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2017 World Blood Donor Day

Posted on June 14th, 2017

What’s Being Done for World Blood Donor Day?

 

asian world blood donor day

 

World Health Organization (WHO) is working hard to make sure that there is universal access to safe blood and blood products. The risk of transmission of serious infections, including HIV and hepatitis, through unsafe blood and chronic blood shortages brought global attention to the importance of blood safety and availability. WHO recommends the following integrated strategy for blood safety and availability for stakeholders, decision makers, and partners:

  • Establishment of a national blood system with well-organized and coordinated blood transfusion services, effective evidence-based and ethical national blood policies, and legislation and regulation, that can provide sufficient and timely supplies of safe blood and blood products to meet the transfusion needs of all patients.

 

  • A collection of blood, plasma and other blood components from low-risk, regular, voluntary unpaid donors through the strengthening of donation systems, and effective donor management, including care and counseling.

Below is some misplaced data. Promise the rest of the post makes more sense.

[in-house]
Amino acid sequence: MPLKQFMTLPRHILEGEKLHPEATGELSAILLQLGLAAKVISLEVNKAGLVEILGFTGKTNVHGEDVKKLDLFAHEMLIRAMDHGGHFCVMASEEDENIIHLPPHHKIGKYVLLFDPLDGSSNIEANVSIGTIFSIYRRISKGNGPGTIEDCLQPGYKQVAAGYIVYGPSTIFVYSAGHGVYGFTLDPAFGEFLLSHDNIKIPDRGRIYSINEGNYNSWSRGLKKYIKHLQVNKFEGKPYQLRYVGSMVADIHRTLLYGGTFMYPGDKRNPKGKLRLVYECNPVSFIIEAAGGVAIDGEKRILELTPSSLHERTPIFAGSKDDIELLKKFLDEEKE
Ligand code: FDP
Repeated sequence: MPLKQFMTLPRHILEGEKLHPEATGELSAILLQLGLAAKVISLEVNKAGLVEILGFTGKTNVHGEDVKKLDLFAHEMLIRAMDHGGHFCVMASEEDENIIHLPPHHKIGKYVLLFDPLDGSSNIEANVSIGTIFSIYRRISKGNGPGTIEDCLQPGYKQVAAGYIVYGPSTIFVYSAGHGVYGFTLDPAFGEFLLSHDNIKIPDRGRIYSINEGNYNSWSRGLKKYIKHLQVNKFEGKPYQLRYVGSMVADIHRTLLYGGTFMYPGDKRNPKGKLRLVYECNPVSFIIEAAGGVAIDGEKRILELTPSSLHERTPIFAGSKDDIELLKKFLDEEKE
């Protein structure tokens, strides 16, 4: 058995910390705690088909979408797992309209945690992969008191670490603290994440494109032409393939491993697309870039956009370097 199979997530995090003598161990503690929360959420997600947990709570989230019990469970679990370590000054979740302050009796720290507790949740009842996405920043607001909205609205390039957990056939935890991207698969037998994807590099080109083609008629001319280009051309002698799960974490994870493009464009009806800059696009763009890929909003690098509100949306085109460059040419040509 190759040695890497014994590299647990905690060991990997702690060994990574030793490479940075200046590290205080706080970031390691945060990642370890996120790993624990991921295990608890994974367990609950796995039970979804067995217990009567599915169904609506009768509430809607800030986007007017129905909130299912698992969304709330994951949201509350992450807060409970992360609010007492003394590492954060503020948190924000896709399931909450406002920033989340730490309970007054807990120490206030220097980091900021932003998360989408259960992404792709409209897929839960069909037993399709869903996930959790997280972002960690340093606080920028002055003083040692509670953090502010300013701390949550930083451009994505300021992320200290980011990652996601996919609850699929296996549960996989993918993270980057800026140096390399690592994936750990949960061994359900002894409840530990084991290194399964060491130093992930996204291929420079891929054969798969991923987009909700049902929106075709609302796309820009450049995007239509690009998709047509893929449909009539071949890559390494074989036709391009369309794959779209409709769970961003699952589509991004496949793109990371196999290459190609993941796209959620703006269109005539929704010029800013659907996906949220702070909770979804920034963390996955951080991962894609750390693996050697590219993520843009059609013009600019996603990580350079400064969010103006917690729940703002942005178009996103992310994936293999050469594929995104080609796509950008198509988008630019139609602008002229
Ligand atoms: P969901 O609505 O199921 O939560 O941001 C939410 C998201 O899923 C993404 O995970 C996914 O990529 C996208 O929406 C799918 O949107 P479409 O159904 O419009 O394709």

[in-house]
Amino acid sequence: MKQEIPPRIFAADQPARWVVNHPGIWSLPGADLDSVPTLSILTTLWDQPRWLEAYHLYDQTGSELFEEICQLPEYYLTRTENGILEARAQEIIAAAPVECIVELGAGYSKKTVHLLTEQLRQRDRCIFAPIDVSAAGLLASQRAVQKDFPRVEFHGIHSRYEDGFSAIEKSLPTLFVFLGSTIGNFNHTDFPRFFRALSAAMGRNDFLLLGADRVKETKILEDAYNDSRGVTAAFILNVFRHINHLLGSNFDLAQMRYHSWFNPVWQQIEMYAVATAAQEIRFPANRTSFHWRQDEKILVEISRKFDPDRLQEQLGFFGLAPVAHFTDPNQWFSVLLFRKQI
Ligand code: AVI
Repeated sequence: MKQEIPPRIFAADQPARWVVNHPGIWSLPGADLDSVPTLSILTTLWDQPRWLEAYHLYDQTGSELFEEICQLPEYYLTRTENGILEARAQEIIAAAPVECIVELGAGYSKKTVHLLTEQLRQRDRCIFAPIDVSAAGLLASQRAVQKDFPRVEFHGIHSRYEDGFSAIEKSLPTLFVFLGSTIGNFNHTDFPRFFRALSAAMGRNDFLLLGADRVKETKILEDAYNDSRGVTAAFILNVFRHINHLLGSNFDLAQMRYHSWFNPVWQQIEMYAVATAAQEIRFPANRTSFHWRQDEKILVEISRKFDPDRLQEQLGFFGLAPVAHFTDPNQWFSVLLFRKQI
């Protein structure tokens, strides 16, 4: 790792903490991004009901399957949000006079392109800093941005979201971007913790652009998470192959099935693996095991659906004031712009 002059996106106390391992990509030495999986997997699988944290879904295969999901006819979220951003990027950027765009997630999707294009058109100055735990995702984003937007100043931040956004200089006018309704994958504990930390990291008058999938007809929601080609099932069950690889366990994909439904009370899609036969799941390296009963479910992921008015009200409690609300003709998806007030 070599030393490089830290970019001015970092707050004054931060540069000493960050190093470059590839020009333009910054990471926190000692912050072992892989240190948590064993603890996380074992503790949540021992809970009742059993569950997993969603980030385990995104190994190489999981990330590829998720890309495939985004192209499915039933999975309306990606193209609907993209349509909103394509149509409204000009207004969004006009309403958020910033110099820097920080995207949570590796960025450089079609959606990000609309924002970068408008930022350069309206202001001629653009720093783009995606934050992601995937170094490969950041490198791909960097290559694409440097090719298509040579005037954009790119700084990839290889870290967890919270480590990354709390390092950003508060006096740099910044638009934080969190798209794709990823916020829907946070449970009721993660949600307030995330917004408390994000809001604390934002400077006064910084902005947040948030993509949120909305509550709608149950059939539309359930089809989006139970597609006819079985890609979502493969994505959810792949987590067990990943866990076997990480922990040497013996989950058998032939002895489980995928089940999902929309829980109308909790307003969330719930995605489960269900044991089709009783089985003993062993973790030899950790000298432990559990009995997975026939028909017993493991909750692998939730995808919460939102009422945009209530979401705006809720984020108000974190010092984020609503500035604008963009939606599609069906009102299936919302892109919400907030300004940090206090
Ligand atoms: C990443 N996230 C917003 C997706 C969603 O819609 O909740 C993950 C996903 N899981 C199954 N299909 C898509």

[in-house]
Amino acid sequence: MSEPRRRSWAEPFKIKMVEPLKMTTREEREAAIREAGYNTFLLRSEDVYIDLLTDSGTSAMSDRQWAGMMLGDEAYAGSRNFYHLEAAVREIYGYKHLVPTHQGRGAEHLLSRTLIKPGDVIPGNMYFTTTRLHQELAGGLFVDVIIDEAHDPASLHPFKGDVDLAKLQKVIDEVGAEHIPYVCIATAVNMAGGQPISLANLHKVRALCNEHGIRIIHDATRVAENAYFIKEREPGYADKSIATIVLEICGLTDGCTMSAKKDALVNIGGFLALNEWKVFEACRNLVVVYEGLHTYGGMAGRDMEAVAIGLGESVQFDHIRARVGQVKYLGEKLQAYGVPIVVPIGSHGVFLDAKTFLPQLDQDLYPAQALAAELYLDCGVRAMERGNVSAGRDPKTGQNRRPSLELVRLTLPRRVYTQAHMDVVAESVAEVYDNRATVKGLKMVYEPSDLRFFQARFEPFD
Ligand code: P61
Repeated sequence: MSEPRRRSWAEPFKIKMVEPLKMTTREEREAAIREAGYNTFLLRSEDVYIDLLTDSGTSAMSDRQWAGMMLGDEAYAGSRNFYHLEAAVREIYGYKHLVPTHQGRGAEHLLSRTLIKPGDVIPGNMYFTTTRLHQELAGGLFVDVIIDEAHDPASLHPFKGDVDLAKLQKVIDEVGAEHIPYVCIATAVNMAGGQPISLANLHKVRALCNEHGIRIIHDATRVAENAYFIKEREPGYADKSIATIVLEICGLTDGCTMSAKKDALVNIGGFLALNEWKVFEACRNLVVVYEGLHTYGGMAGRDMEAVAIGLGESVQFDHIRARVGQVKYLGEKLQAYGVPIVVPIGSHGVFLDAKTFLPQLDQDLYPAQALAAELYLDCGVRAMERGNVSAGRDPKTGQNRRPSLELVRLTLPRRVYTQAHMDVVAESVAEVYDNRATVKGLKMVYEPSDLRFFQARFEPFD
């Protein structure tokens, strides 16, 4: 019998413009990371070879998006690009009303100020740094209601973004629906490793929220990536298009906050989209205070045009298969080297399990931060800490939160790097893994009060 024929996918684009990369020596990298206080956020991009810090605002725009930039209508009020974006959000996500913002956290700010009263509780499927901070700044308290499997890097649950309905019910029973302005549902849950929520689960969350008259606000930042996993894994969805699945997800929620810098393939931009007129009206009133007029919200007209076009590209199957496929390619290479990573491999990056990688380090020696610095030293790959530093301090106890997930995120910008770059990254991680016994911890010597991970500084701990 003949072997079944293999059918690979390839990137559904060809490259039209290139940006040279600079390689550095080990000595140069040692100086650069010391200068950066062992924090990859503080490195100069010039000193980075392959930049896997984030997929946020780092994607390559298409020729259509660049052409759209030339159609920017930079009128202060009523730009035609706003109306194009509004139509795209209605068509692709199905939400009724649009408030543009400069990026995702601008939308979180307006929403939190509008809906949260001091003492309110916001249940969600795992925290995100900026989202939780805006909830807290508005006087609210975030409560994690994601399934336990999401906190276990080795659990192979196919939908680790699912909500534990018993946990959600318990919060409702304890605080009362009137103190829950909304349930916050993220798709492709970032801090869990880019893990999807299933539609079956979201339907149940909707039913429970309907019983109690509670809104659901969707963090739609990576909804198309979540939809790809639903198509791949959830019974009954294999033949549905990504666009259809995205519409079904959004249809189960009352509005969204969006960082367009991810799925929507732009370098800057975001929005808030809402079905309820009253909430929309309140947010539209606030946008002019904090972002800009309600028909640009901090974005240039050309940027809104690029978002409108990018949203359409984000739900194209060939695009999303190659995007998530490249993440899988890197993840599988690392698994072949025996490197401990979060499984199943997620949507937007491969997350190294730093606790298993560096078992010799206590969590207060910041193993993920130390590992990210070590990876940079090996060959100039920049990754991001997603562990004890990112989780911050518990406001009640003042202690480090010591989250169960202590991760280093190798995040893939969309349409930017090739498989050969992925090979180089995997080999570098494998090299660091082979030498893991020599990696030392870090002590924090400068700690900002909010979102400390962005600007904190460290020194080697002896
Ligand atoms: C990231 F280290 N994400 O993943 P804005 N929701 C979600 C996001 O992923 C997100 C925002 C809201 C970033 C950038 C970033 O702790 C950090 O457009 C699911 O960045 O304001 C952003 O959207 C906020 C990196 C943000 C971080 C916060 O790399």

• Quality-assured screening of all donated blood for transfusion-transmissible infections, including HIV, hepatitis B, hepatitis C and syphilis, confirmatory testing of the results of all donors screen-reactive for infection markers, blood grouping and compatibility testing, and systems for processing blood into blood products (blood components for transfusion and plasma derived-medicinal products), as appropriate, to meet health care needs.

 

  • Rational use of blood and blood products to reduce unnecessary transfusions and minimize the risks associated with transfusion, the use of alternatives to transfusion where possible, and safe and good clinical transfusion practices, including patient blood management.

 

  • Step-wise implementation of effective quality systems, including quality management, standards, good manufacturing practices, documentation, training of all staff, and quality assessment.

 

WHO supports countries in developing national blood systems to ensure timely access to safe and sufficient supplies of blood and blood products and good transfusion practices to meet the patients’ needs. The program provides policy guidance and technical assistance to countries for ensuring universal access to safe blood and blood products and work towards self-sufficiency in safe blood and blood products based on voluntary unpaid blood donation to achieve universal health coverage

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Information provided by World Health Organization